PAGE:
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In preterm infants with breathing problems after birth, there is no evidence that thyroid hormone treatment given immediately after delivery reduces the severity of breathing difficulties or improves outcomes. Infants born prematurely are at risk of breathing problems due to lack of surfactant production by the lungs in the first days after birth. In animal research, thyroid hormones given before birth stimulate surfactant production and reduce the incidence and severity of breathing problems. This review found two small trials that compared the use of thyroid hormones to no treatment in infants with breathing problems in the first hours after birth. No benefit was found from use of these hormones on severity of breathing problems or complications that occurred as a result of these breathing problems. The effect on longer term development was not reported.

Cochrane Database of Systematic Reviews: Plain Language Summaries [Internet] - John Wiley & Sons, Ltd.

Version: January 24, 2007

A systematic review of the data from randomised controlled trials provides no evidence that routine thyroid hormone therapy is effective in preventing problems in preterm babies or improves their developmental outcomes. Thyroid hormones are needed for the normal growth and maturity of the central nervous system, as well as the heart and lungs. Children born without sufficient thyroid hormones can develop serious mental retardation. It is believed that low levels of thyroid hormones in the first few weeks after birth (transient hyperthyroxinaemia) in preterm babies born before 34 weeks may contribute to this abnormal development. The review of trials found no evidence that using thyroid hormones routinely in preterm babies is effective in reducing the risk of problems caused by transiently low levels of thyroid hormones.

Cochrane Database of Systematic Reviews: Plain Language Summaries [Internet] - John Wiley & Sons, Ltd.

Version: January 24, 2007

There is insufficient evidence to advocate the use of triiodothyronine supplementation for the prevention of postoperative morbidity and mortality in infants who undergo cardiopulmonary bypass.Thyroid hormones are integral in cellular metabolism and haemodynamic stability. A transient acquired hypothyroidism occurs after cardiopulmonary bypass and is thought to be associated with low cardiac output, left ventricular dysfunction, increased vascular resistance and impaired ventilatory drives. Thyroid hormone supplementation has been postulated as a possible therapeutic option to improve postoperative outcome measures. This review highlights the lack of evidence concerning the benefits and harms of triiodothyronine supplementation in infants who undergo cardiopulmonary bypass.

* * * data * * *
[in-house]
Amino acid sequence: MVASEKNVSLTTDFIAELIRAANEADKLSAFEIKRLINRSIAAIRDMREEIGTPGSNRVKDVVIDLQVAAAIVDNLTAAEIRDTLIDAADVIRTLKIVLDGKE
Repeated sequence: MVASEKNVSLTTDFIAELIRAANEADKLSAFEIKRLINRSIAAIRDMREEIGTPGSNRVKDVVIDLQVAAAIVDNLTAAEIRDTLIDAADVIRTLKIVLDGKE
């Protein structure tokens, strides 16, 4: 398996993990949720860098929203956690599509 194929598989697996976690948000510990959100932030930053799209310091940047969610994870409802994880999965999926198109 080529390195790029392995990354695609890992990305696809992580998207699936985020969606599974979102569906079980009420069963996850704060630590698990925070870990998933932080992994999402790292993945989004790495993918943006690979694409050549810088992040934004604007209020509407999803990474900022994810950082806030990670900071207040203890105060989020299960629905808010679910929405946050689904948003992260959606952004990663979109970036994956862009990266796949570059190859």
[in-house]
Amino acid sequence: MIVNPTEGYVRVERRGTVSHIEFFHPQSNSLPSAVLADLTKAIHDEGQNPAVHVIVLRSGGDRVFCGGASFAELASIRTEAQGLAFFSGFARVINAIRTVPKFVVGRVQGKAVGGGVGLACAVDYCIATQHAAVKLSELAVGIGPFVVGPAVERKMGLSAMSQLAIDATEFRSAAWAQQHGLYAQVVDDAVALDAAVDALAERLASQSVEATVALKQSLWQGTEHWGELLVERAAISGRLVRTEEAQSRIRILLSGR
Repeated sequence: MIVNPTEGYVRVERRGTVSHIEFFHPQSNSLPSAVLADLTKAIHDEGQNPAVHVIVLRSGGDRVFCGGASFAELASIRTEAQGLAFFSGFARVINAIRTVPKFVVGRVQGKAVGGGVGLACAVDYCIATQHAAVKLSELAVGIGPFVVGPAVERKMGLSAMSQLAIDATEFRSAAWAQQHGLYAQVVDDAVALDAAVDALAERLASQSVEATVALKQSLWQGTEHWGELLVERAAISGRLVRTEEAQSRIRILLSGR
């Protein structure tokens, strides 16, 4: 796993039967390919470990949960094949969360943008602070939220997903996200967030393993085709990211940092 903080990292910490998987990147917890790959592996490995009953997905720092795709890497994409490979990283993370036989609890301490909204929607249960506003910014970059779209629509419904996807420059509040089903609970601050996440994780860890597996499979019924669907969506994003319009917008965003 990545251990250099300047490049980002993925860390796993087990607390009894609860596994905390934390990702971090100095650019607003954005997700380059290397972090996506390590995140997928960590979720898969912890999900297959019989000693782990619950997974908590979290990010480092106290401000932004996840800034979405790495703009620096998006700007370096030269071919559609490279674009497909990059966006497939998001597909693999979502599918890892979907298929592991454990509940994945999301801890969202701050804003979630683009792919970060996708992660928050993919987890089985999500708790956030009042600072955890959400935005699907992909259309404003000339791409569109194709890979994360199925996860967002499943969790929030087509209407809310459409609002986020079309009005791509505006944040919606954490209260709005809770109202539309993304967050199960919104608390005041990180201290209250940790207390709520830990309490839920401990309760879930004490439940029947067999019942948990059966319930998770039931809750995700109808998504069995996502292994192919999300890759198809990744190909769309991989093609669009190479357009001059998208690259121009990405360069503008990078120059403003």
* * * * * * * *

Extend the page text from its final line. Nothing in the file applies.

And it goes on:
Cochrane Database of Systematic Reviews: Plain Language Summaries [Internet] - John Wiley & Sons, Ltd.

Version: July 19, 2004

The thyroid is a vitally important hormonal gland, which mainly works for the body’s metabolism. It is located in the front part of the neck below the voice box and is butterfly-shaped. The functions of the thyroid gland include the production of the thyroid hormones triiodothyronine (T3) and tetraiodothyronine, also called thyroxine (T4).

Informed Health Online [Internet] - Institute for Quality and Efficiency in Health Care (IQWiG).

Version: December 30, 2016

No evidence from trials that thyroid hormone therapy is effective in preventing problems such as respiratory distress syndrome in preterm babies. Thyroid hormones are needed for the normal growth and maturity of the central nervous system, as well as the heart and lungs. Children born without sufficient thyroid hormones can develop serious mental retardation. It is believed that low levels of thyroid hormones in the first few weeks of life (transient hypothyroxinemia) in preterm babies born before 34 weeks may cause this abnormal development. The review of trials found no evidence that using thyroid hormones in preterm babies is effective in reducing the risk of problems caused by insufficient thyroid hormones.

Cochrane Database of Systematic Reviews: Plain Language Summaries [Internet] - John Wiley & Sons, Ltd.

Version: October 23, 2001

There is currently insufficient evidence to suggest that supplementing the diet of preterm infants with iodine is beneficial. Iodine is essential for the production of thyroid hormones. Thyroid hormones are important for brain development in newborn infants. Preterm infants often have low levels of iodine and of thyroid hormones in the first few weeks after birth. This may in part be due to a lack of iodine in their diet. We found only one trial that assessed the effect of giving preterm babies extra iodine. This study did not find any evidence that providing extra iodine increased the level of thyroid hormones. The trial did not assess the effect of providing extra iodine on brain development. Further trials are needed.

Cochrane Database of Systematic Reviews: Plain Language Summaries [Internet] - John Wiley & Sons, Ltd.

Version: April 19, 2006

The thyroid is a vitally important hormonal gland that regulates metabolism and growth in the body. The thyroid hormones T3 and T4 increase the basal metabolic rate. In other words, they make the body cells work harder, using more energy. If more energy is needed for metabolic processes in the body – for instance for growth, when it is cold, or during pregnancy – more hormones are produced and transported into the blood.

Informed Health Online [Internet] - Institute for Quality and Efficiency in Health Care (IQWiG).

Version: January 7, 2015

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